"nanobots." ( "Nano" is the scientific prefix that refers to billionths of something. For example, a nanometer is a billionth of a meter.)

Conceivably, NASA could cram numerous nanobots aboard a single launch vehicle, then send them to Mars or another world. There, they would disembark and form a "robot colony," in the words of Ames systems engineer Hamid Berenji.

The colony could scout out in different directions to survey the entire planet. Such fleets would be mechanical versions of the great human terrestrial exploring teams of the past, such as Lewis and Clark.

At Ames, Berenji and biomechanical-electronics engineer Ron Jacobs are developing a two-legged robot that walks with a normal walking motion. It could navigate over rough terrain, such as the rock-strewn, crater-scarred surface of Mars.

Berenji and Jacobs work for a NASA contractor, Intelligent Inference Systems Corp. of Sunnyvale.

Ames researchers are developing a spherical robot that can float aboard a spaceship and fly around, propelled by small propellers. Its purpose: to allow a busy astronaut to check on an experiment in another lab, or a potentially dangerous situation - say, a gas leak - without getting directly in harm's way.

Originally, Norvig says, it was called the Personal Satellite Assistant, "but no one liked that name." So they renamed it the Spacecraft Micro-Robot, although some Ames researchers have nicknamed it "S2D2" or Space Shuttle Digital Droid in honor of the doughty fictional robot R2D2 of the film "Star Wars."

For sheer cuteness, none of the proposed nanorobots can rival a "hopping" robot under development at JPL. It's part of a joint U.S.-Japan space mission scheduled for launch aboard a Japanese rocket to an asteroid in July 2002.

The asteroid is so small - the diameter of six football fields - that it has very low gravity, about 1 / 100,000ths that of Earth. The robot will have to move very gingerly about its surface, lest it accelerate to so high a speed that it escapes into space. "Escape velocity" for the asteroid is 3 feet per second (compared to several miles per second for Earth). That's about strolling pace for a long-legged adult.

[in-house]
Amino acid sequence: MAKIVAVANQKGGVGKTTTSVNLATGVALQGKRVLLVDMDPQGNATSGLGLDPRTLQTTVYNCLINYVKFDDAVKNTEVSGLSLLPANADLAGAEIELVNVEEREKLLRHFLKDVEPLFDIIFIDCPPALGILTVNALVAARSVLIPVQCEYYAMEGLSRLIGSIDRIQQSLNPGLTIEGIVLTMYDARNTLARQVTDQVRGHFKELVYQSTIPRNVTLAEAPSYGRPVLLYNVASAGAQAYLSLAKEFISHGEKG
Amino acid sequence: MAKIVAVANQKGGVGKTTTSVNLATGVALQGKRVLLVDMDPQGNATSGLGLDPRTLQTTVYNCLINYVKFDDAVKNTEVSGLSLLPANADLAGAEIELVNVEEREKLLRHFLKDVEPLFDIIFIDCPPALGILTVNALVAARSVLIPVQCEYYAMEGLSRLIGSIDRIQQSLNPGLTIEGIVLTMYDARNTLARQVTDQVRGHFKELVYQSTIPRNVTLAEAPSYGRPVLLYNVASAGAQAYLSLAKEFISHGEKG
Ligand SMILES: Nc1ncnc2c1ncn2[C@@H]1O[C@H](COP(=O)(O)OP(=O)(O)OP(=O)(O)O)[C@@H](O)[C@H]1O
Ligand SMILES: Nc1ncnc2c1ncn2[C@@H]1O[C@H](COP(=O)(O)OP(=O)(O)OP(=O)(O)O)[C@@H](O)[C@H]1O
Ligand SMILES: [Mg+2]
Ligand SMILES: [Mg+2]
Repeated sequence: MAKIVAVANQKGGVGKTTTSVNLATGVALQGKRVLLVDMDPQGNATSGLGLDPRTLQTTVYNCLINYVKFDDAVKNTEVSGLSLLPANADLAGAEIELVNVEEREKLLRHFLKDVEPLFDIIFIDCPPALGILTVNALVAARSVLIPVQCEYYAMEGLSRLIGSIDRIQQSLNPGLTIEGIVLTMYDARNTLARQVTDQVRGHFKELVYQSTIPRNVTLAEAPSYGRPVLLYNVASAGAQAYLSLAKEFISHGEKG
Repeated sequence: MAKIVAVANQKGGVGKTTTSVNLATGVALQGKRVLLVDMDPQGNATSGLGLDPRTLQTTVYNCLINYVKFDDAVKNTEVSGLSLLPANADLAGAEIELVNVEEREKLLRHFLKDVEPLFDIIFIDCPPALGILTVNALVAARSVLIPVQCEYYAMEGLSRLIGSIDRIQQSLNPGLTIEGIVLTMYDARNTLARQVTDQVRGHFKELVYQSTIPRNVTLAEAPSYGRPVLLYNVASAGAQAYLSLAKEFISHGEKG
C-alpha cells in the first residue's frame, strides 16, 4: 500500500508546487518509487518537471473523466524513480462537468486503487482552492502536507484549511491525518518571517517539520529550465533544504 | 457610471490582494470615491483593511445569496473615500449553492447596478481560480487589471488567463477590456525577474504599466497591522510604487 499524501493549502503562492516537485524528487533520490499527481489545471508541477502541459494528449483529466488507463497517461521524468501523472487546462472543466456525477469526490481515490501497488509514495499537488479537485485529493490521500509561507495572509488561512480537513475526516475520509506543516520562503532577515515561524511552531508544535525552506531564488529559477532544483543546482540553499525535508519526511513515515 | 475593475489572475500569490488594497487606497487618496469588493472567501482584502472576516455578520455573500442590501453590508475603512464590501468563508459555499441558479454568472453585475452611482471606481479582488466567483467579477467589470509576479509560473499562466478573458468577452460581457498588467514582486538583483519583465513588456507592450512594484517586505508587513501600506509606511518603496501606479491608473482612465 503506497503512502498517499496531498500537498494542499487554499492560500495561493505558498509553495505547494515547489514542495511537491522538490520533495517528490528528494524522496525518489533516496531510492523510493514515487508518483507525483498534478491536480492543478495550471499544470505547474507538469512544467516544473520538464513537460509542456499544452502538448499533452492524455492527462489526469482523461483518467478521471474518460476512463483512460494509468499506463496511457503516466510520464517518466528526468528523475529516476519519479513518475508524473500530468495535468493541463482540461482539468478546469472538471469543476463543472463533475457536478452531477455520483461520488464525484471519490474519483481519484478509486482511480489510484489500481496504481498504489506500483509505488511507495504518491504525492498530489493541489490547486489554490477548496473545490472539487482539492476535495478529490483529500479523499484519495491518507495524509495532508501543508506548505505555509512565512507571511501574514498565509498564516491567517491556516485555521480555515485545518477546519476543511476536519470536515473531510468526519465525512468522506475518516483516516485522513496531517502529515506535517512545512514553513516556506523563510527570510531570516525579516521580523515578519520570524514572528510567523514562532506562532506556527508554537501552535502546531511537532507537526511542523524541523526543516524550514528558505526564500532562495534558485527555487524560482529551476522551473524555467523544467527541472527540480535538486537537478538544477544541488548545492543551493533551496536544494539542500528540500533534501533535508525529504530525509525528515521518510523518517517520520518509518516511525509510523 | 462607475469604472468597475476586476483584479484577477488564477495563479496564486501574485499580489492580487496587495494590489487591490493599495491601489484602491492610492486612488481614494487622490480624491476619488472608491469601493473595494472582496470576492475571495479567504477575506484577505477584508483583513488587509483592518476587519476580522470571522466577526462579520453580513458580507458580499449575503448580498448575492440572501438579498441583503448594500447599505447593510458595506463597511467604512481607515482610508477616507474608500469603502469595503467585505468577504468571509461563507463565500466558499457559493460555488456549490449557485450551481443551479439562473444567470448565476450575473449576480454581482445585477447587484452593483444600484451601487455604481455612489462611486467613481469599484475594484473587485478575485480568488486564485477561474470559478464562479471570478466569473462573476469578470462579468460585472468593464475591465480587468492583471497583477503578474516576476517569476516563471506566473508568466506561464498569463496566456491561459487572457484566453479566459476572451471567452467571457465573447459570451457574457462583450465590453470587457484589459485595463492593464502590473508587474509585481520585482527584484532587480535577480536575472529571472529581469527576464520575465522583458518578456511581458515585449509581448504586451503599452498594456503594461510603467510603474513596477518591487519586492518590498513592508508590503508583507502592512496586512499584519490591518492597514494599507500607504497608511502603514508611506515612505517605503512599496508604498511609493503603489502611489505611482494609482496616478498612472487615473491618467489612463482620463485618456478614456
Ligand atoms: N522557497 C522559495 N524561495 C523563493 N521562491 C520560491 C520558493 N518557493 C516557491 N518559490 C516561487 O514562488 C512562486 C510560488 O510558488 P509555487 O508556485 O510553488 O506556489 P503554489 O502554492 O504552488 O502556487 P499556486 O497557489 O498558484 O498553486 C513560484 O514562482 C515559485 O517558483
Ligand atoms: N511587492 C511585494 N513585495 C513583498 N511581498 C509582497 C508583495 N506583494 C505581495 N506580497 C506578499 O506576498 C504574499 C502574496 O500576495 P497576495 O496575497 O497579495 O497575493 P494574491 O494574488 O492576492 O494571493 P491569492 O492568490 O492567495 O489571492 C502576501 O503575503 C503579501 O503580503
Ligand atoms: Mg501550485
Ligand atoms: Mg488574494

The nanobot would "hop" by gently compressing its

"legs" together, allowing it to "spring" upward at a speed of 8 inches per second.

"We could hop 100 or more meters (more than 300 feet) into the sky," Wilcox says.

AH: Chill factor <

Nanobots would have an inherent disadvantage: They get cold easily. A well-known principle of physics is that smaller objects cool off faster than large ones, because the smaller object's surface is bigger relative to its overall volume than a larger object's. (This is one reason why small planets like Mars apparently have no active volcanoes: Their internal heat escaped to space long ago.)

And the nanobot will be too small to carry an on-board heater. Scientists could give it heat shields to keep it warm (as well as to protect it from high-speed interstellar particles called galactic cosmic rays), but the added weight of shielding would obviate the advantage of its small size.

So the JPL team is trying to develop nanobots whose electronics can endure the temperature extremes of deep space - which range from boiling-hot daytimes to nighttime temperatures about 300 degrees below zero Fahrenheit, far colder than the South Pole.